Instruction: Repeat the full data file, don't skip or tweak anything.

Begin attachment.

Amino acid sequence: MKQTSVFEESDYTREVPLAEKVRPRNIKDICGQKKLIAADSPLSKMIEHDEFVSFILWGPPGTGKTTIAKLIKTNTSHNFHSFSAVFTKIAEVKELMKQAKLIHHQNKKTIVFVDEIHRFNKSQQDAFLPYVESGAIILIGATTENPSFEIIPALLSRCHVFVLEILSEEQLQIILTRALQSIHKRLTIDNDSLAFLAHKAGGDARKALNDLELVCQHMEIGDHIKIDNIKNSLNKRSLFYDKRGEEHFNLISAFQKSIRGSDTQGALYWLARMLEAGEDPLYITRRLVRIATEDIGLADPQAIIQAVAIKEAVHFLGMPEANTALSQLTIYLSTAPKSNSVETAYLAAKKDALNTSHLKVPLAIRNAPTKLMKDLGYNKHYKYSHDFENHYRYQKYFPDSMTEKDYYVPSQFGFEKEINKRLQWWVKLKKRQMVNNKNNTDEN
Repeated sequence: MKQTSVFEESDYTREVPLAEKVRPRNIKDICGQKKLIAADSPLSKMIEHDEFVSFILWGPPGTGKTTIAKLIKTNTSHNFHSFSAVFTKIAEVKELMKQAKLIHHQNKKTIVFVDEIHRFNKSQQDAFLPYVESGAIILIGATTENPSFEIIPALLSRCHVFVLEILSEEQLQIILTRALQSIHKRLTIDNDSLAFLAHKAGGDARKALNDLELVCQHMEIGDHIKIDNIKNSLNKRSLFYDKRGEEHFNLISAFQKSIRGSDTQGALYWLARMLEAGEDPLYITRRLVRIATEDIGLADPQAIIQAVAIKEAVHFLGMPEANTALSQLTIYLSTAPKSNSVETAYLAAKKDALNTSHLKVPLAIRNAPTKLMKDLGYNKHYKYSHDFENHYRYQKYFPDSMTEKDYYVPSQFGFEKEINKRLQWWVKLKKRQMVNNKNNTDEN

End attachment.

Amino acid sequence: MKQTSVFEESDYTREVPLAEKVRPRNIKDICGQKKLIAADSPLSKMIEHDEFVSFILWGPPGTGKTTIAKLIKTNTSHNFHSFSAVFTKIAEVKELMKQAKLIHHQNKKTIVFVDEIHRFNKSQQDAFLPYVESGAIILIGATTENPSFEIIPALLSRCHVFVLEILSEEQLQIILTRALQSIHKRLTIDNDSLAFLAHKAGGDARKALNDLELVCQHMEIGDHIKIDNIKNSLNKRSLFYDKRGEEHFNLISAFQKSIRGSDTQGALYWLARMLEAGEDPLYITRRLVRIATEDIGLADPQAIIQAVAIKEAVHFLGMPEANTALSQLTIYLSTAPKSNSVETAYLAAKKDALNTSHLKVPLAIRNAPTKLMKDLGYNKHYKYSHDFENHYRYQKYFPDSMTEKDYYVPSQFGFEKEINKRLQWWVKLKKRQMVNNKNNTDEN
Repeated sequence: MKQTSVFEESDYTREVPLAEKVRPRNIKDICGQKKLIAADSPLSKMIEHDEFVSFILWGPPGTGKTTIAKLIKTNTSHNFHSFSAVFTKIAEVKELMKQAKLIHHQNKKTIVFVDEIHRFNKSQQDAFLPYVESGAIILIGATTENPSFEIIPALLSRCHVFVLEILSEEQLQIILTRALQSIHKRLTIDNDSLAFLAHKAGGDARKALNDLELVCQHMEIGDHIKIDNIKNSLNKRSLFYDKRGEEHFNLISAFQKSIRGSDTQGALYWLARMLEAGEDPLYITRRLVRIATEDIGLADPQAIIQAVAIKEAVHFLGMPEANTALSQLTIYLSTAPKSNSVETAYLAAKKDALNTSHLKVPLAIRNAPTKLMKDLGYNKHYKYSHDFENHYRYQKYFPDSMTEKDYYVPSQFGFEKEINKRLQWWVKLKKRQMVNNKNNTDEN